Night School: Values-Based vs. Value Investing

night school handout open on a desk

We have long practiced values-based investing. This means investing in companies that offer products or services that are socially beneficial, have ethical business practices and a long-term perspective, emphasize diversity in their executive staff and board of directors, treat their employees and communities well, and minimize their negative environmental impact. This is commonly known as socially responsible or sustainable investing.
We also practice value investing, which means focusing on whether a stock is undervalued (underpriced) or overvalued (overpriced).
What Is Undervalued?
At its simplest, a company’s stock is undervalued when its share price on the stock exchange is selling for less than the intrinsic value of the company.
There are a number of ways to determine this. In most sectors of the economy, our favorite measure of valuation is the market value of a stock versus how much cash the company’s business operations generate. When the business generates more cash than is needed for normal business operations, any excess (or “free”) cash flow can be used by the company to pay dividends, expand its operations, reduce debt, invest in its employees, acquire another company, or repurchase its shares.
We also consider a company’s stock price per share relative to its earnings, dividends, book value, and revenues. In each case, we evaluate these versus a company’s own history, as well as against its industry peers.
A stock is expensive or inexpensive not based on the share price, but on its valuation (cash flow, earnings, book value, or revenues) per share. For example, Biogen (BIIB) sells for $280, with earnings per share of $28.00. Cisco (CSCO) sells for $45, with earnings per share of $2.80. Biogen’s price/earnings ratio per share is 10 ($280/$28.00), while Cisco’s is 16 ($45/$2.80). Though Biogen’s stock price is more than six times the price of Cisco, Biogen’s valuation is cheaper than Cisco’s (10x versus 16x). On this single valuation measure, Biogen is less expensive than Cisco.
Though we consider valuation to be the most important factor in determining future stock returns, we also consider other factors, especially the financial strength, profitability, and management skill and integrity of a company.
The essence of value investing is being willing to buy what is inexpensive, which usually means a stock that is unpopular or overlooked.
Conventional Wisdom
It’s easy to go along with the conventional wisdom about an investment. The problem, however, is that the conventional wisdom is often wrong. Human nature tends to foster crowd behavior, and the crowd is usually unduly optimistic or pessimistic about an investment, resulting in mispricing. Assets that are unpopular tend to be underpriced relative to how things turn out, as the pricing reflects low expectations that may turn out to be not so bad. Assets that are widely popular tend to be overpriced and ultimately disappointing because of unrealistically high expectations. Whether a company lags or exceeds expectations is what drives its stock price movement.
Value Versus Growth
The “growth” approach to investing, choosing companies that have grown faster than average and which have seemingly superior prospects, is popular. This is understandable. Who wouldn’t want to invest in companies that are growing fast or have exciting concepts? Unfortunately, these are the types of companies whose prices are bid up too high because of unrealistically high expectations. As a result, this approach of “growth” investing has had significantly inferior long-term returns when compared to value investing. Because of new competition, management stumbles, and other unforeseeable reasons over time, it is common for “growth” companies to fail to meet their high expectations.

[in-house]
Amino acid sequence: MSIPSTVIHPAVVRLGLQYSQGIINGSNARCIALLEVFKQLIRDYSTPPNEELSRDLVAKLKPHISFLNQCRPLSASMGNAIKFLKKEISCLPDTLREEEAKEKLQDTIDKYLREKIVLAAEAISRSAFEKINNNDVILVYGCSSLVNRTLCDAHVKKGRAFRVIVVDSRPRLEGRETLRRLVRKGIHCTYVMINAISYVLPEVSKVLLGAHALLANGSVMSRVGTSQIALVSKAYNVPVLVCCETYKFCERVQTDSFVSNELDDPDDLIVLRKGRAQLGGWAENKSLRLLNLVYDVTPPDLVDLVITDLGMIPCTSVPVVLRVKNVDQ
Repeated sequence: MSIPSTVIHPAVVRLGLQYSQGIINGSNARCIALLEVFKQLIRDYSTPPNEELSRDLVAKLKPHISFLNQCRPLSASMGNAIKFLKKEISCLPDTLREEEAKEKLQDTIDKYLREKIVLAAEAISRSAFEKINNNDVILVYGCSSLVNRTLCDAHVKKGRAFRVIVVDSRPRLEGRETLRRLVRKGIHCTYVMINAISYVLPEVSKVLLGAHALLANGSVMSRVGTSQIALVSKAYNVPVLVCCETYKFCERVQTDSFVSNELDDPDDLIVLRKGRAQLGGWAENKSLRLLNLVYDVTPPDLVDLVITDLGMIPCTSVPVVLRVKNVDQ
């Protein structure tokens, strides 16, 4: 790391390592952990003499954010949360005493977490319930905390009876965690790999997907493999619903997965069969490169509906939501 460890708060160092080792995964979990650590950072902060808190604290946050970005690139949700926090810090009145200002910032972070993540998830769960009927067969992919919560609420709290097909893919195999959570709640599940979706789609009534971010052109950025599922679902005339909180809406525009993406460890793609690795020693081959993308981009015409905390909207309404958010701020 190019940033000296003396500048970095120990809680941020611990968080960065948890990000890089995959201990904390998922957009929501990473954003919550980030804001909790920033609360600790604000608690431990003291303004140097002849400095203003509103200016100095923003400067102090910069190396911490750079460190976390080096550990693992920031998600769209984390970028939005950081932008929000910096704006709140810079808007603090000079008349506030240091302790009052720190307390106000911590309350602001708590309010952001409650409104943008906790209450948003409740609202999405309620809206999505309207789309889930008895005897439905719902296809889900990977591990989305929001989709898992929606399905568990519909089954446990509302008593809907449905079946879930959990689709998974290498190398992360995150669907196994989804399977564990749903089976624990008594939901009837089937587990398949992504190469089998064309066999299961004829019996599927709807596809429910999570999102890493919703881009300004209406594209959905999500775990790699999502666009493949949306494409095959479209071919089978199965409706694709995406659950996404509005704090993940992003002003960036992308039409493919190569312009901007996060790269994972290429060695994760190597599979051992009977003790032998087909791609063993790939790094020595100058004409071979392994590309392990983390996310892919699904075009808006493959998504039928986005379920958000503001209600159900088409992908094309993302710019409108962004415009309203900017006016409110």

Human nature reveals another behavioral flaw in investing that results in the tendency to sell at market bottoms because of bleak conditions or to buy at the top because of rosy conditions. Again, such conditions are already reflected in market prices, and it is change versus expectations that moves markets.
Investment legend Warren Buffett is credited with saying, “Most people get interested in stocks when everyone else is. The time to get interested is when no one else is. You can’t buy what is popular and do well.”
A key principle of value investing is that starting price matters. Over decades of market history, buying in at high (expensive) valuations has resulted in well-below-average returns, and buying at low valuations has produced well-above-average returns.
Contrarian Investing
Value investing means going against, or contrary to, the conventional wisdom. This is exceedingly hard to do, especially when market prices go against you in the short term. It requires discipline and patience to wait until the undervaluation (or overvaluation) is recognized by other investors.
Let market opportunities come to you, and take what the market gives you. If prices are inexpensive, pounce – if your analysis shows an attractive value. If the price declines, buy more. If prices are substantially overvalued, sell some or all of the holding and reinvest in undervalued stocks – or hold the proceeds in interest-bearing cash until better opportunities arise. They will, sooner or later. They always have.
The discipline and patience of value investing can make an investor look foolish at first, whether buying before a stock price bottoms or selling before the ultimate top. It’s impossible to hit either one and can feel a bit embarrassing in the short run. However, as Buffett has said, “Holding cash might be uncomfortable, but not as uncomfortable as doing something stupid.” We try very hard not to do something stupid here at Clean Yield.